carried out a SWOT analysis on all of her competitors as she has many competitors in
Ireland and wanted to avoid launching a “me too” product. Following this analysis and the
Business Start-Up Case Study
analysis of her consumer needs and benefits sought, Kate developed a marketing position
for her range of cup cakes using established unique selling points including: natural
ingredients, no artificial colours (her food technologist assisted Kate with sourcing natural
colours), Irish produced using Irish ingredients, provenance, as this was a family business,
innovative individual packaging which also helped to secure longer shelf life for her
products and pricing which represented good value for money.
Kate then came up with a Marketing Mix for each of her customer segments including a
media relations PR campaign targeted towards the publications that her target customers
read, to radio programmes that they listened to whilst commuting to and from work and
to cookery and local business focussed TV programme. Kate worked on an informative,
interactive website, blogs for recipe ideas and Facebook to create “fans” for her cupcakes.
Kate also joined LinkedIn to keep in touch with relevant suppliers, buyers, journalists and
contact in the food industry.
To reflect the USPs on the labelling, Kate used her own brand name and stories about her
the founder on the reverse of the cup cake box label. With the assistance of her food
technologist Kate ensured that the labels carried all compulsory information and she opted
for the Group Two Format of Nutritional Analysis.
Kate wrote her Mission Statement following her consumer and market analysis with the
assistance of her food technologist and partner.
Kate used all of this information in the Consumer and Market research section of her
feasibility study and at a later stage the Consumer and Market Analysis and Sales and
Market Strategy sections of her business plan.
In order to protect her brand name, Kate ran a search on the availability of the name on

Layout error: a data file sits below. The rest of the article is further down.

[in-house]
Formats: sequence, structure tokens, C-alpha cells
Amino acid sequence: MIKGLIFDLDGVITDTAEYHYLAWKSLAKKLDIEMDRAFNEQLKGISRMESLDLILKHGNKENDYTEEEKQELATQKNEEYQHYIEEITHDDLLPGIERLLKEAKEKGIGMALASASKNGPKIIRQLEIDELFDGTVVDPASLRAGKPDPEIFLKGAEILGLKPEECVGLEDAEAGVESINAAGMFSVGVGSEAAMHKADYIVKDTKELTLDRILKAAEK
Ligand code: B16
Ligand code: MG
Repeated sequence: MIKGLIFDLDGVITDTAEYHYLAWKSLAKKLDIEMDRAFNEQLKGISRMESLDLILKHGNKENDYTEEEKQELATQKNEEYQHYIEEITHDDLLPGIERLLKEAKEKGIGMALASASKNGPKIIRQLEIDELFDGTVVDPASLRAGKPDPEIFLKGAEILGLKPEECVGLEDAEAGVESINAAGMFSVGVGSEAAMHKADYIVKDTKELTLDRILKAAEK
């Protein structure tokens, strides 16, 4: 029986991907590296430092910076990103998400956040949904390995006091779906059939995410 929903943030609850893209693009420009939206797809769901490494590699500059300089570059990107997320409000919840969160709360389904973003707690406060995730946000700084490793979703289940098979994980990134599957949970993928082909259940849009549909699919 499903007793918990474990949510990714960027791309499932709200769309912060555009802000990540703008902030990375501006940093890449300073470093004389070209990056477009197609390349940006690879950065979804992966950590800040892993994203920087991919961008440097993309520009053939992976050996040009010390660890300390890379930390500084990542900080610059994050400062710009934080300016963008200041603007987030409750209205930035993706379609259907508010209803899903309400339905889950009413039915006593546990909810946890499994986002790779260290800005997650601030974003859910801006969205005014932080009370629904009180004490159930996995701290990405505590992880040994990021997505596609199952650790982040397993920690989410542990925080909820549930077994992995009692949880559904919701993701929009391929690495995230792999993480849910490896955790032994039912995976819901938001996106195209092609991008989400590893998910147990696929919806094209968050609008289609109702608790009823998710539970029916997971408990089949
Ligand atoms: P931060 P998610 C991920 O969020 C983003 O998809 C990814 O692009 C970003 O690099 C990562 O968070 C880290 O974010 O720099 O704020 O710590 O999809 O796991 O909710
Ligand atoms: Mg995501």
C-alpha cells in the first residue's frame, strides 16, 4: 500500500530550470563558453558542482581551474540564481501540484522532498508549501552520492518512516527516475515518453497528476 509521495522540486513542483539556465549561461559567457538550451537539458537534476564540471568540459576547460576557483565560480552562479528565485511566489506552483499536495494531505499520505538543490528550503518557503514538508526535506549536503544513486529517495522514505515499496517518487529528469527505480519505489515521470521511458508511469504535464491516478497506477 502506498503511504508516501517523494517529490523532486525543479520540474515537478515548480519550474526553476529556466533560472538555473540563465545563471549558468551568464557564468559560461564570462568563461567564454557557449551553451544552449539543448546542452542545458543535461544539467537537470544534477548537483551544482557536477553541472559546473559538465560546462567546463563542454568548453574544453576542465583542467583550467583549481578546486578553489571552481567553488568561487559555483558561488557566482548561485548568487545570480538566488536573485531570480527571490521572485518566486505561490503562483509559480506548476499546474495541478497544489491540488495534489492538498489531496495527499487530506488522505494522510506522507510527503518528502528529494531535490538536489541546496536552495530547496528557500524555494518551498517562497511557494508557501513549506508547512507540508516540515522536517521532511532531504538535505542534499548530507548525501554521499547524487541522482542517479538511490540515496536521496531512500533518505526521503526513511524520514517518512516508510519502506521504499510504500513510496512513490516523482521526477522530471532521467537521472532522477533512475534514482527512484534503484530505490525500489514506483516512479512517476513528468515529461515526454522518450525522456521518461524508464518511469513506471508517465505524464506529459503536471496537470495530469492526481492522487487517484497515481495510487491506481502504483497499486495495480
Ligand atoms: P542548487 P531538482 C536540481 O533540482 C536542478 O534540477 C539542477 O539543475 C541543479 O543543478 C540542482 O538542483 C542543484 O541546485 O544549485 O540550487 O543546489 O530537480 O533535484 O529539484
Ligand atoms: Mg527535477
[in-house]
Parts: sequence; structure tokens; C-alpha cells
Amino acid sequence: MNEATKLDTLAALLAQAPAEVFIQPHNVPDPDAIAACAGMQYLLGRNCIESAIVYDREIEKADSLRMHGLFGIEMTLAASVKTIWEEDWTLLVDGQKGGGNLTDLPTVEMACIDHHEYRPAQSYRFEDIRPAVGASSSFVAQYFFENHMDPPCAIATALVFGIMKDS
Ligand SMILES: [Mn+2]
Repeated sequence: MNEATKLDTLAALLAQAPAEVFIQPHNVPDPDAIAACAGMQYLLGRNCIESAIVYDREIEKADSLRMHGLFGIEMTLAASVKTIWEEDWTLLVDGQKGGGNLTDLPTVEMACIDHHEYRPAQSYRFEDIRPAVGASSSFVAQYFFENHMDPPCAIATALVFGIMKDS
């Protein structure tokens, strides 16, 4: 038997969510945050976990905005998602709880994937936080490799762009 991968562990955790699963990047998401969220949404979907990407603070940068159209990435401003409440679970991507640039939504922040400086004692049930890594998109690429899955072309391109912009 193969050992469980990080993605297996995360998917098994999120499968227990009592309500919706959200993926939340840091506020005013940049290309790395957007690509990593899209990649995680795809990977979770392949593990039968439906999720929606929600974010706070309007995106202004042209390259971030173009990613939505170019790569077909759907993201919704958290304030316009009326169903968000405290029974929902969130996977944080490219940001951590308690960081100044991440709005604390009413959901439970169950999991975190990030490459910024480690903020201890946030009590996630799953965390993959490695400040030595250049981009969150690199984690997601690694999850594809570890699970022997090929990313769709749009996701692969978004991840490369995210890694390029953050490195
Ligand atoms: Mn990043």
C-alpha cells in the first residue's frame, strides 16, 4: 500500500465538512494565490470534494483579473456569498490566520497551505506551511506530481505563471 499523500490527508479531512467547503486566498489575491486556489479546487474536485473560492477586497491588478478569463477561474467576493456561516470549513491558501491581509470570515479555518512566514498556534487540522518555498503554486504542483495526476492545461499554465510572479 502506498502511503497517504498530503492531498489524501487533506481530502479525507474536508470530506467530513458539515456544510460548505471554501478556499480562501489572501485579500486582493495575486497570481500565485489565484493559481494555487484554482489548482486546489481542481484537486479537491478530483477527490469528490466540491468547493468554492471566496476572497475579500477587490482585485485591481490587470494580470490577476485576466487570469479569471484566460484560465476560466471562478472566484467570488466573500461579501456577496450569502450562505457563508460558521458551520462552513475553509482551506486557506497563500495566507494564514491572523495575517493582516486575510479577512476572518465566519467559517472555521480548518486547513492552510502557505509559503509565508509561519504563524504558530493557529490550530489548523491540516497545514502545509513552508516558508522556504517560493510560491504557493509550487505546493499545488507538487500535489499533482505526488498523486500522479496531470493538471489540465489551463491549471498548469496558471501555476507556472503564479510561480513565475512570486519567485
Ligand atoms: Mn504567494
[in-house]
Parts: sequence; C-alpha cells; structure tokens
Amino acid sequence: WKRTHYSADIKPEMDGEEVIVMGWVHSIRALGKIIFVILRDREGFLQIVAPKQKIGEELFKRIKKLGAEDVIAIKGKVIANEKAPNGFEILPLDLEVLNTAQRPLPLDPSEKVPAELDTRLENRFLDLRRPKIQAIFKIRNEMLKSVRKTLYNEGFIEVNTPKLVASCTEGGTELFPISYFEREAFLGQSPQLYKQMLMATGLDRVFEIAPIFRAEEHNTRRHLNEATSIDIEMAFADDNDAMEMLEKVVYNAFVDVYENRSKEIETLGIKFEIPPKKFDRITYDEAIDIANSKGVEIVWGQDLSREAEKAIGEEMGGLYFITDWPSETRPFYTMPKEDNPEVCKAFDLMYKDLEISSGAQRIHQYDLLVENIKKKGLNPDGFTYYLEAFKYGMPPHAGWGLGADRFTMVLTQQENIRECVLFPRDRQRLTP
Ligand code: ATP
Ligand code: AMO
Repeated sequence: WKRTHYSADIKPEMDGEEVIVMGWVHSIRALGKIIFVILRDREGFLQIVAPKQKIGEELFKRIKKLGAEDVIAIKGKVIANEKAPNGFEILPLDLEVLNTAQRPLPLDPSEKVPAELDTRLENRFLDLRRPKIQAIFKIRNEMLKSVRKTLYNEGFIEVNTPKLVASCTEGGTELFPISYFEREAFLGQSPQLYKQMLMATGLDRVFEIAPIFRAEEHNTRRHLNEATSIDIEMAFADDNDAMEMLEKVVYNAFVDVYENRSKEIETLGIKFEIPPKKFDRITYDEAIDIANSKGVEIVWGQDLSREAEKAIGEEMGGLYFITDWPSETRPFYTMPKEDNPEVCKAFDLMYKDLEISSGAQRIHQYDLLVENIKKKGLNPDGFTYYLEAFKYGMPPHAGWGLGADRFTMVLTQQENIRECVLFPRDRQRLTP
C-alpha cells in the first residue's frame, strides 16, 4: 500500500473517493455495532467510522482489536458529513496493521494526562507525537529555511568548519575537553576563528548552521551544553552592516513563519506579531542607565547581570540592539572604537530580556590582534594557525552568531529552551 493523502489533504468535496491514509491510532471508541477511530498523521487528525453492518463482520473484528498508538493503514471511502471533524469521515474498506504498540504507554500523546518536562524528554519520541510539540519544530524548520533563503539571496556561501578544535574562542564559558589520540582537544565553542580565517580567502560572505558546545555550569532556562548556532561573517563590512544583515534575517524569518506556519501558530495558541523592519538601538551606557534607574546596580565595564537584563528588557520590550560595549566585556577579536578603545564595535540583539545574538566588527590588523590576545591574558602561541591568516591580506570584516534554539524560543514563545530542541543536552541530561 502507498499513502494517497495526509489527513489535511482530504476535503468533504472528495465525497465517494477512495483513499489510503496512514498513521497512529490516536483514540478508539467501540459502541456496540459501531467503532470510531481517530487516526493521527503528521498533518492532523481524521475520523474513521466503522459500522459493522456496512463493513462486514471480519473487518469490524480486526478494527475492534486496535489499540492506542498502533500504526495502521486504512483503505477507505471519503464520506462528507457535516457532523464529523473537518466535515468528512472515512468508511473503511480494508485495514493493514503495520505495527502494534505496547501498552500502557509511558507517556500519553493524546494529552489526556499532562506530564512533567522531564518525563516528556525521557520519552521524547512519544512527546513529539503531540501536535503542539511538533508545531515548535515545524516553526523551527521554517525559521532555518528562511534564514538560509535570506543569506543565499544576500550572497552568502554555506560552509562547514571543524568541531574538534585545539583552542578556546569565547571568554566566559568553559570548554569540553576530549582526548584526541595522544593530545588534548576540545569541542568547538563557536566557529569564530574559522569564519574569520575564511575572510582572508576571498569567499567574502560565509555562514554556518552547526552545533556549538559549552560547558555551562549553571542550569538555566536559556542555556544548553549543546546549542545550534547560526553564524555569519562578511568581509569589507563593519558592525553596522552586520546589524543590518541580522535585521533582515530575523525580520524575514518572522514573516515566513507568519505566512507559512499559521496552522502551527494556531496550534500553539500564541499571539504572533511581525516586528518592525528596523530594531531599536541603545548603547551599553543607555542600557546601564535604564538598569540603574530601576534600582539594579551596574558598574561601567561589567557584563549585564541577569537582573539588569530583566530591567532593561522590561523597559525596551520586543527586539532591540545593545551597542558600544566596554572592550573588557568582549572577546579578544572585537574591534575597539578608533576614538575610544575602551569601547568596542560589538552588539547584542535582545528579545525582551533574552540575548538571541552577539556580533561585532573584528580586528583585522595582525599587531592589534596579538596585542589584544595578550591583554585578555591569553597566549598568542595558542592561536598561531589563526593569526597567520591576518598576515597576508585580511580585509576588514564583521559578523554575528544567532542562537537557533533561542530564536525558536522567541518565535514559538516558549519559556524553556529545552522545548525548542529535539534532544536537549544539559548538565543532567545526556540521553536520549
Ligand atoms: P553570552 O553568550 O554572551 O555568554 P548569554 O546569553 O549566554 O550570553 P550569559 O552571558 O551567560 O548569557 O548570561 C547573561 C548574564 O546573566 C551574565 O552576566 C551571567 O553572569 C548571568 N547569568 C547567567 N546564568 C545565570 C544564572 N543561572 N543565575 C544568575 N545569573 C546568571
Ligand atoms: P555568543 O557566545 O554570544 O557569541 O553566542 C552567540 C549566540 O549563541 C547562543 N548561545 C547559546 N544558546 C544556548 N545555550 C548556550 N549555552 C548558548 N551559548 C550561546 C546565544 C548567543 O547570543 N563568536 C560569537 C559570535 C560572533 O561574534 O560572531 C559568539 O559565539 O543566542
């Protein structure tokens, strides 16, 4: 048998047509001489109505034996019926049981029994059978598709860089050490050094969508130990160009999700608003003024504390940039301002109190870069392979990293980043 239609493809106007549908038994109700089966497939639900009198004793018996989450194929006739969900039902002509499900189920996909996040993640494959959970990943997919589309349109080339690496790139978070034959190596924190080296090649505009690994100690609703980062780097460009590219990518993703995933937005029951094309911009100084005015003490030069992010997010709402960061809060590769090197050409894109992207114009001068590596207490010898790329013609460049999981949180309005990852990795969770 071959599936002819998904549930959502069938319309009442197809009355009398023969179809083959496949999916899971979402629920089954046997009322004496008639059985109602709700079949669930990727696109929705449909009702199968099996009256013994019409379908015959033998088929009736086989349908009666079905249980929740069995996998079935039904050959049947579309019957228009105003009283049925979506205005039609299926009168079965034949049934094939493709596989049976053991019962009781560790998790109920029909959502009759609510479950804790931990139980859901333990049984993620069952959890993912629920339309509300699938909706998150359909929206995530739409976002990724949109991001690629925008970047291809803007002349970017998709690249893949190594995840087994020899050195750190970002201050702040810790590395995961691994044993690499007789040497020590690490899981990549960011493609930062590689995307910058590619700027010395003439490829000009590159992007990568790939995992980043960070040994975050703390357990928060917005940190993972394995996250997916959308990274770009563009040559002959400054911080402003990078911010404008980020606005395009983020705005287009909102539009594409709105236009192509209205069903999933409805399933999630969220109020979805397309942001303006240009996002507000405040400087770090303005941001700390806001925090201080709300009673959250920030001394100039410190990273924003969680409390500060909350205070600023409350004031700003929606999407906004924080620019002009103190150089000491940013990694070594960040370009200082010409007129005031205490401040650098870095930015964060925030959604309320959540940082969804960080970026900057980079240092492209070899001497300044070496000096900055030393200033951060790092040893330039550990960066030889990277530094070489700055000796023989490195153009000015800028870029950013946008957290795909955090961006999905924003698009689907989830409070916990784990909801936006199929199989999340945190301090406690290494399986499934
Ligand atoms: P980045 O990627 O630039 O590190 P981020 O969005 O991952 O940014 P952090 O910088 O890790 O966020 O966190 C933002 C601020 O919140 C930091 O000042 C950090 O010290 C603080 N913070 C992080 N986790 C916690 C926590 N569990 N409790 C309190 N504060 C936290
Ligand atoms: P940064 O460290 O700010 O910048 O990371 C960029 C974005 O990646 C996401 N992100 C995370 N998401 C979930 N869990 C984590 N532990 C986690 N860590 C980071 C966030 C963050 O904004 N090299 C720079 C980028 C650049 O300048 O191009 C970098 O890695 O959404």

both the Irish and European patent websites. The search was clear, so Kate opted for a CTM
(Community Trademark) as she intends to export to other European countries in due
course and to prevent other EU companies from using her brand name in the meantime.
As well as using this information and related costs to write up her Business Feasibility
Study, Kate later used it to write the “Product and Technology” section of her business
Financial Forecasts and Funding
Throughout the course of her research on the commercial viability of her business, Kate
kept a record of all costs associated with producing, distributing, selling and marketing her
products so that she could come up with an accurate pricing model for each product.
Through her Market research, Kate was able to forecast volume projections for the first
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three years of the business having analysed her target retailers and foodservice sectors for
indications of the level of demand. From this, Kate was able to compile projected Cashflow
Analysis, Profit and Loss Accounts and Balance sheets for the next three years.
As well as using this information write up the financial section of her Business Feasibility
Study, Kate later used it to write the “Financial projections and funding requirements”
section of her business plan.
Once her business feasibility study was written and form that her business plan, Kate was
convinced that she had a commercially viable business and had the confidence to go out
and raise the necessary funding to launch her business.
Having been a PAYE earner for the previous six years, Kate applied for the Seed Capital
Scheme from the Revenue Commissioners with the assistance of her accountant. This
enabled her to make a share capital investment in her own company. As her partner also
wanted to invest in the business, he made a BES investment in the company. This helped
Kate to get the company set up and carry out required research, but to launch the company
(Kate had to have labels and POS designed and printed etc.) and take on additional
employees, Kate sought additional grants from her local CEB and applied for an Innovation
Voucher (at this stage she had formed a limited company), working with a third level
institution to carry out research on extending the shelf life o f her products, full nutritional
analysis and NPD on new innovative product ranges. At a later stage Kate applied to First
Step for a loan to help her to hire an additional sales person as her business expanded.
Management Team and Company Structure
Kate then proceeded to focus on building a management team that would have all of the
necessary skills to run the business. As Kate had good sales and marketing experience but
little knowledge of the food industry, she recognised the need for a QA/Production
manager with food industry experience. Kate spoke to FAS about a graduate placement job
and applied for employment grants through the priming grant application to her local CEB
once her business plan was written. Kate also discussed her requirement for a chef to work
with her in the production plant with FAS and used advice from the DETE and the SFA as
well as her accountant on employment regulations and PAYE and PRSI obligations
Kate decided to form a limited company and registered the company name with the CRO.
Kate used this information to write the “Company Structure and Operations” section of
her business plan.
Business Start-Up Case Study